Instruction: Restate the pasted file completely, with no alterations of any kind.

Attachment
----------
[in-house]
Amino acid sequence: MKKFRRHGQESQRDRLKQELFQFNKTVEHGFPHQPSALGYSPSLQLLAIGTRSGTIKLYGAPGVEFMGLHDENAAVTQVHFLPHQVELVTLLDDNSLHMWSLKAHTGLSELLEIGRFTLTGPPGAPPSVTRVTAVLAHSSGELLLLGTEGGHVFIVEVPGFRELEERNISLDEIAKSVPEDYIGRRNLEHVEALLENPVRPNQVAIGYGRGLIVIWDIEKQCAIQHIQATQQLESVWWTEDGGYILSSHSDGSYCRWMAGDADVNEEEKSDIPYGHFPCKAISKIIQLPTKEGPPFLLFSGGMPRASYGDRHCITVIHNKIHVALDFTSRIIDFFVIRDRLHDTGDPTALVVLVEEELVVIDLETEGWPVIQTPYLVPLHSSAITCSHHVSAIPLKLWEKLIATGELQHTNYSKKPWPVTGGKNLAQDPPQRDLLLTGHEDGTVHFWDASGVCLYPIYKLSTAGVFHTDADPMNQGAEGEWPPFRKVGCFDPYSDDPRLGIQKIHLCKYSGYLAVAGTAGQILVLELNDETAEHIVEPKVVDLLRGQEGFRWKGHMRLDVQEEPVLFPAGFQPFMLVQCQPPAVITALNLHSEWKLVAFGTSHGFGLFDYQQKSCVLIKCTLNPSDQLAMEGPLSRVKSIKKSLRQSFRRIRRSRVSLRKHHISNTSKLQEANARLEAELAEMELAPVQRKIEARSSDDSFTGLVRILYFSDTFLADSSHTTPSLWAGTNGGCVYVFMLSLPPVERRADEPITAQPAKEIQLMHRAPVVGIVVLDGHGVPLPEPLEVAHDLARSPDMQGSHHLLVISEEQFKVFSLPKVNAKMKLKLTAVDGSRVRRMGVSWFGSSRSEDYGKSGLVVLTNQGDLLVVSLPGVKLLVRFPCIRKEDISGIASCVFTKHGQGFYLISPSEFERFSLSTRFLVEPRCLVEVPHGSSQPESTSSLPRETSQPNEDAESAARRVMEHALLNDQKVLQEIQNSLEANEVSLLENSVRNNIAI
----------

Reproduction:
[in-house]
Amino acid sequence: MKKFRRHGQESQRDRLKQELFQFNKTVEHGFPHQPSALGYSPSLQLLAIGTRSGTIKLYGAPGVEFMGLHDENAAVTQVHFLPHQVELVTLLDDNSLHMWSLKAHTGLSELLEIGRFTLTGPPGAPPSVTRVTAVLAHSSGELLLLGTEGGHVFIVEVPGFRELEERNISLDEIAKSVPEDYIGRRNLEHVEALLENPVRPNQVAIGYGRGLIVIWDIEKQCAIQHIQATQQLESVWWTEDGGYILSSHSDGSYCRWMAGDADVNEEEKSDIPYGHFPCKAISKIIQLPTKEGPPFLLFSGGMPRASYGDRHCITVIHNKIHVALDFTSRIIDFFVIRDRLHDTGDPTALVVLVEEELVVIDLETEGWPVIQTPYLVPLHSSAITCSHHVSAIPLKLWEKLIATGELQHTNYSKKPWPVTGGKNLAQDPPQRDLLLTGHEDGTVHFWDASGVCLYPIYKLSTAGVFHTDADPMNQGAEGEWPPFRKVGCFDPYSDDPRLGIQKIHLCKYSGYLAVAGTAGQILVLELNDETAEHIVEPKVVDLLRGQEGFRWKGHMRLDVQEEPVLFPAGFQPFMLVQCQPPAVITALNLHSEWKLVAFGTSHGFGLFDYQQKSCVLIKCTLNPSDQLAMEGPLSRVKSIKKSLRQSFRRIRRSRVSLRKHHISNTSKLQEANARLEAELAEMELAPVQRKIEARSSDDSFTGLVRILYFSDTFLADSSHTTPSLWAGTNGGCVYVFMLSLPPVERRADEPITAQPAKEIQLMHRAPVVGIVVLDGHGVPLPEPLEVAHDLARSPDMQGSHHLLVISEEQFKVFSLPKVNAKMKLKLTAVDGSRVRRMGVSWFGSSRSEDYGKSGLVVLTNQGDLLVVSLPGVKLLVRFPCIRKEDISGIASCVFTKHGQGFYLISPSEFERFSLSTRFLVEPRCLVEVPHGSSQPESTSSLPRETSQPNEDAESAARRVMEHALLNDQKVLQEIQNSLEANEVSLLENSVRNNIAI